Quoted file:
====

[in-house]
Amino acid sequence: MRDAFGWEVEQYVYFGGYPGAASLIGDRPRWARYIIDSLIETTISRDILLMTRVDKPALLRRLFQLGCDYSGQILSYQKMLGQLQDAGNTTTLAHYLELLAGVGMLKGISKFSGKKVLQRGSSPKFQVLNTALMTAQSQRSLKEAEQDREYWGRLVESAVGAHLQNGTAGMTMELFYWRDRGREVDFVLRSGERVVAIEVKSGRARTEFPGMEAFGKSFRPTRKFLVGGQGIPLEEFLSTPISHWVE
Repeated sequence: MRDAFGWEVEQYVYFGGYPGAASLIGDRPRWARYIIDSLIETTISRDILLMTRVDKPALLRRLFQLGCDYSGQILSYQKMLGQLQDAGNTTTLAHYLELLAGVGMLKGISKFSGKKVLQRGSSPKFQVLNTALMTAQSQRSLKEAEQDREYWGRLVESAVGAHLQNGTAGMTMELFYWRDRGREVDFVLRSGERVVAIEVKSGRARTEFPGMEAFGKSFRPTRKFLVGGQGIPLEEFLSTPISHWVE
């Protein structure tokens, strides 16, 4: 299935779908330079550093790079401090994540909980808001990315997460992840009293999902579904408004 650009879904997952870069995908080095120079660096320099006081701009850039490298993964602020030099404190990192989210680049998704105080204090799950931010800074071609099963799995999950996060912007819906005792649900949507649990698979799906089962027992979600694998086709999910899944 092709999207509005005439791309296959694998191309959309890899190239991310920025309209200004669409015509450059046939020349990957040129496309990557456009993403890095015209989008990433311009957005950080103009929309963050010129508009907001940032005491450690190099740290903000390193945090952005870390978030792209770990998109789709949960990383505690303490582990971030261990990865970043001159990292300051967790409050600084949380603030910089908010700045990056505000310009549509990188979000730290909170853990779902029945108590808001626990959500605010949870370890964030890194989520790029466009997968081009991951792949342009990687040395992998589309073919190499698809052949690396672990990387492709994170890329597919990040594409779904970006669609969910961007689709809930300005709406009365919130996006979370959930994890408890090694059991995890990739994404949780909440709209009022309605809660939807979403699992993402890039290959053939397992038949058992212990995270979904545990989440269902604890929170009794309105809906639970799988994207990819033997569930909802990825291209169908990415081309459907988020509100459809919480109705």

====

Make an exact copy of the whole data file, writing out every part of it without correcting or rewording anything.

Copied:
[in-house]
Amino acid sequence: MRDAFGWEVEQYVYFGGYPGAASLIGDRPRWARYIIDSLIETTISRDILLMTRVDKPALLRRLFQLGCDYSGQILSYQKMLGQLQDAGNTTTLAHYLELLAGVGMLKGISKFSGKKVLQRGSSPKFQVLNTALMTAQSQRSLKEAEQDREYWGRLVESAVGAHLQNGTAGMTMELFYWRDRGREVDFVLRSGERVVAIEVKSGRARTEFPGMEAFGKSFRPTRKFLVGGQGIPLEEFLSTPISHWVE
Repeated sequence: MRDAFGWEVEQYVYFGGYPGAASLIGDRPRWARYIIDSLIETTISRDILLMTRVDKPALLRRLFQLGCDYSGQILSYQKMLGQLQDAGNTTTLAHYLELLAGVGMLKGISKFSGKKVLQRGSSPKFQVLNTALMTAQSQRSLKEAEQDREYWGRLVESAVGAHLQNGTAGMTMELFYWRDRGREVDFVLRSGERVVAIEVKSGRARTEFPGMEAFGKSFRPTRKFLVGGQGIPLEEFLSTPISHWVE
């Protein structure tokens, strides 16, 4: 299935779908330079550093790079401090994540909980808001990315997460992840009293999902579904408004 650009879904997952870069995908080095120079660096320099006081701009850039490298993964602020030099404190990192989210680049998704105080204090799950931010800074071609099963799995999950996060912007819906005792649900949507649990698979799906089962027992979600694998086709999910899944 092709999207509005005439791309296959694998191309959309890899190239991310920025309209200004669409015509450059046939020349990957040129496309990557456009993403890095015209989008990433311009957005950080103009929309963050010129508009907001940032005491450690190099740290903000390193945090952005870390978030792209770990998109789709949960990383505690303490582990971030261990990865970043001159990292300051967790409050600084949380603030910089908010700045990056505000310009549509990188979000730290909170853990779902029945108590808001626990959500605010949870370890964030890194989520790029466009997968081009991951792949342009990687040395992998589309073919190499698809052949690396672990990387492709994170890329597919990040594409779904970006669609969910961007689709809930300005709406009365919130996006979370959930994890408890090694059991995890990739994404949780909440709209009022309605809660939807979403699992993402890039290959053939397992038949058992212990995270979904545990989440269902604890929170009794309105809906639970799988994207990819033997569930909802990825291209169908990415081309459907988020509100459809919480109705």